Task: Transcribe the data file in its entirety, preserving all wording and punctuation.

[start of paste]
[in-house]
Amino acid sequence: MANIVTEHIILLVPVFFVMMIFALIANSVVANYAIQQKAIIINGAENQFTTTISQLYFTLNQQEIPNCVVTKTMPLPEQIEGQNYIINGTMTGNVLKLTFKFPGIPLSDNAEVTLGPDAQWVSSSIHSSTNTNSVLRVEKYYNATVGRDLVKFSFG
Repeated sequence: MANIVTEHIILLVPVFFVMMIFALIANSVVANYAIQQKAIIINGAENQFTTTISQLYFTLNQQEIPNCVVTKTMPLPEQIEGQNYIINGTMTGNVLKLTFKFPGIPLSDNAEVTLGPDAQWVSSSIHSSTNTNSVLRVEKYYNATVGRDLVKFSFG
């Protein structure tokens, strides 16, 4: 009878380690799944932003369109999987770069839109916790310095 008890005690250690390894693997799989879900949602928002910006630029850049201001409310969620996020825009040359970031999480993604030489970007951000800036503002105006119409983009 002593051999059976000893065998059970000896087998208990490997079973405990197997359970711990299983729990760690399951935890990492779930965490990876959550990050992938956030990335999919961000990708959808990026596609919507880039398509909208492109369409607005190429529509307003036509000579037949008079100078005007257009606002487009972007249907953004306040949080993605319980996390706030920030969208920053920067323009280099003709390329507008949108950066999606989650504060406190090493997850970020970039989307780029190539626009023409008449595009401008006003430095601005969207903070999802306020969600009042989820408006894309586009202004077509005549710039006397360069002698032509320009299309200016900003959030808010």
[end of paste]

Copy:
[in-house]
Amino acid sequence: MANIVTEHIILLVPVFFVMMIFALIANSVVANYAIQQKAIIINGAENQFTTTISQLYFTLNQQEIPNCVVTKTMPLPEQIEGQNYIINGTMTGNVLKLTFKFPGIPLSDNAEVTLGPDAQWVSSSIHSSTNTNSVLRVEKYYNATVGRDLVKFSFG
Repeated sequence: MANIVTEHIILLVPVFFVMMIFALIANSVVANYAIQQKAIIINGAENQFTTTISQLYFTLNQQEIPNCVVTKTMPLPEQIEGQNYIINGTMTGNVLKLTFKFPGIPLSDNAEVTLGPDAQWVSSSIHSSTNTNSVLRVEKYYNATVGRDLVKFSFG
């Protein structure tokens, strides 16, 4: 009878380690799944932003369109999987770069839109916790310095 008890005690250690390894693997799989879900949602928002910006630029850049201001409310969620996020825009040359970031999480993604030489970007951000800036503002105006119409983009 002593051999059976000893065998059970000896087998208990490997079973405990197997359970711990299983729990760690399951935890990492779930965490990876959550990050992938956030990335999919961000990708959808990026596609919507880039398509909208492109369409607005190429529509307003036509000579037949008079100078005007257009606002487009972007249907953004306040949080993605319980996390706030920030969208920053920067323009280099003709390329507008949108950066999606989650504060406190090493997850970020970039989307780029190539626009023409008449595009401008006003430095601005969207903070999802306020969600009042989820408006894309586009202004077509005549710039006397360069002698032509320009299309200016900003959030808010």